A WHO study titled “Global Magnitude of visual impairment caused by uncorrected refractive errors” recommends that the screening of children for refractive errors should be integrated into school health programs.[9] School screening programs are carried out by government and non-governmental organizations as well. Screening conducted by NGOs is mainly conducted by optometrists. Under NPCB (National Program for Prevention and Control of Blindness), one schoolteacher is selected from every school and given one day training course. During the training, the teachers are provided with a kit containing 6 m measuring tape, standard vision screening E card, referral card for children with suspected poor vision, and educational material. The school eye health programs are a part of NPCB since 1994.[10] In 2002 Orbis launched the India Childhood Blindness Initiative. REACH (Refractive Error Among Children, a joint program of Orbis and Qatar Fund for Development) covers 300,000 children enrolled in government schools for refractive errors, which is the most common cause of visual impairment in children. Free spectacles would be provided to children screened under this project.[11] Study in Iran by Ostadimoghaddam et al. inferred that teachers lacked sensitivity required for case detection (37% at cutoff of visual acuity of 20/25) and attributed this to lack of sufficient repeated training to teachers in detecting visual acuity.[12] One study in Thailand by Kanlaya Teeerawattananon et al. inferred that sensitivity for visual impairment case detection was around 60%(cut off visual acuity 20/40).[13] Study by Gurvinder Kaur, Koshy et al. in Ludhiana shows that vision screening by teachers resulted in high false positive rates wherein they tended to over diagnose, increasing the time and cost of the screening program and also increasing the workload of the ophthalmology team.[14] Khandekar et al. conducted a study in Oman wherein they did vision screening in seven regions of Oman using nurses where sensitivity of 68.34% (95% CI: 67.30–69.38) and specificity of 99.23% (95% CI: 99.19–99.27) was found when the results of screening by nurses was compared against results of practicing optometrists.[15] In this study, we wished to identify a different cadre which will maintain good sensitivity and specificity for vision screening.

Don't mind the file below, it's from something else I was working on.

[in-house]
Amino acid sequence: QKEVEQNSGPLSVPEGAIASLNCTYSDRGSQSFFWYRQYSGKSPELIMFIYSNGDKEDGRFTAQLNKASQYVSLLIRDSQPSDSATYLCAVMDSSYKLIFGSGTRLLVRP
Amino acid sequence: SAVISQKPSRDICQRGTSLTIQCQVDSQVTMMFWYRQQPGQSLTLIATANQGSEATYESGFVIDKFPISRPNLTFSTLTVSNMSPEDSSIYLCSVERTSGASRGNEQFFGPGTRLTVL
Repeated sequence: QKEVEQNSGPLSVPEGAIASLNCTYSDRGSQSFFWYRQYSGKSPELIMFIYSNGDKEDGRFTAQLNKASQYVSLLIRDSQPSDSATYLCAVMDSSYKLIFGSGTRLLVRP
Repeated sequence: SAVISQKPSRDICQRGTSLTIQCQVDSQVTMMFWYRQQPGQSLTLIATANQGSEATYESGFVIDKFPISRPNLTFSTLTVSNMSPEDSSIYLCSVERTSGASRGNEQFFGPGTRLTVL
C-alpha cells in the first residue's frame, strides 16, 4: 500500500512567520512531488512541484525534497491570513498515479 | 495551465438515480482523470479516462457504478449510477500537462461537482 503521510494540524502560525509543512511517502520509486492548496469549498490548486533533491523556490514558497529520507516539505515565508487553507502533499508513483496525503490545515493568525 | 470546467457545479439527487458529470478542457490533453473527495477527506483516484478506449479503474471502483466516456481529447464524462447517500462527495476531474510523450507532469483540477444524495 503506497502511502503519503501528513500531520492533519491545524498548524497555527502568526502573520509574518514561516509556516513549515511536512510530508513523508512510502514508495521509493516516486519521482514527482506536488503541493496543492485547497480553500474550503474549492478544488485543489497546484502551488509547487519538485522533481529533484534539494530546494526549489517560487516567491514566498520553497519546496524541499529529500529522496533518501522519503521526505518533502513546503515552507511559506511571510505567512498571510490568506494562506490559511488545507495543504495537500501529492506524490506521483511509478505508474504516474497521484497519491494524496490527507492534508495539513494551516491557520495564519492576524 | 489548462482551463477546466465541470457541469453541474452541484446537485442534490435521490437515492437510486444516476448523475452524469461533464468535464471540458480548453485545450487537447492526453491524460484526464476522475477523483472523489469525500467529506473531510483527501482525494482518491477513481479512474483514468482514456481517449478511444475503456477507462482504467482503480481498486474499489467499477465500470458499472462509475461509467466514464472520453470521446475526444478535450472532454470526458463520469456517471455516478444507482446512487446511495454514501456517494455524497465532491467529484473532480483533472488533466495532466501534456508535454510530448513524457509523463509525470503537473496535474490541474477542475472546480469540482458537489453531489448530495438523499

Methods Top


A total of 1096 children from age 5 to 15 years of age from standard first to tenth were screened. 396 children were screened from a municipal school, 200 children from a government-aided school and 500 children from a private school were screened from September 2017 to August 2018. This was done to enable representation of all socio-economic groups in the sample also enabling calculation of effectiveness of screening for each socio-economic group. Consent for screening was obtained from the school headmasters by due process. Permission for carrying out school eye screening program had been obtained from appropriate authorities. A cross sectional, study was undertaken to assess the efficacy of vision screeners as compared to a gold standard (post MBBS personnel with one-year training in ophthalmology), after adequate permissions were obtained. The Ethics Committee members of the hospital were briefed about the study and their permission was sought and obtained.

Information sheet about nature of study was designed for guardians (schoolteachers and headmasters) in local language and written consent was taken from the school headmaster of the child. Children with medical eye problems were treated free of cost with help from the eye institute carrying out this research. Those who needed surgical treatment were referred to this eye hospital where after parental consent they were treated free of cost.

Sample size

A systematic review article on prevalence of refractive error in children in India by Sheeladevi S et al., quotes the prevalence of refractive error in school children at 10.8%.[16]

Using the formula

Sample size n = [DEFF*Np (1-p)]/[(d2/Z21-a/2*(N-1)+p*(1-p)]

DEFF = 2, p = 0.08, z = 1.96, d = 3, absolute error 3%

Minimum sample size calculated was 823.

Screening of 1096 students was done in this study.

Selection of vision screeners

Four persons with basic 12th standard science qualification willing to be a part of school eye health program were selected. The training methodology was described as below. Henceforth they will be referred to as screener one, two, three, and four.

Screener one had worked in the research department doing clerical work in this eye hospital for duration of 1.5 months prior to being recruited as vision screener in this study. This vision screener carried out screening of children of first, second, seventh, and eighth standard from a private school. A total of 200 children were screened by this screener. Screener two had worked in organizing community eye screening programs prior to being recruited as a vision screener in this study. This vision screener carried out screening of children of fifth, sixth, seventh, and eighth standard from a semi-private school. A total of 200 children were screened by this screener. Screener three and four were fresh high school graduates with no previous exposure to community work or research. Screener three carried out screening of 300 children from first to sixth standard from a private school and of 273 children from fifth to tenth standard from a government run school. Screener 4 carried out screening of 123 children from first to third standard from a government school. The vision screeners were allotted schools for vision screening after randomization by chit method wherein chits containing names of the schools were randomly selected by the screeners. This was done in order to minimize introduction of bias.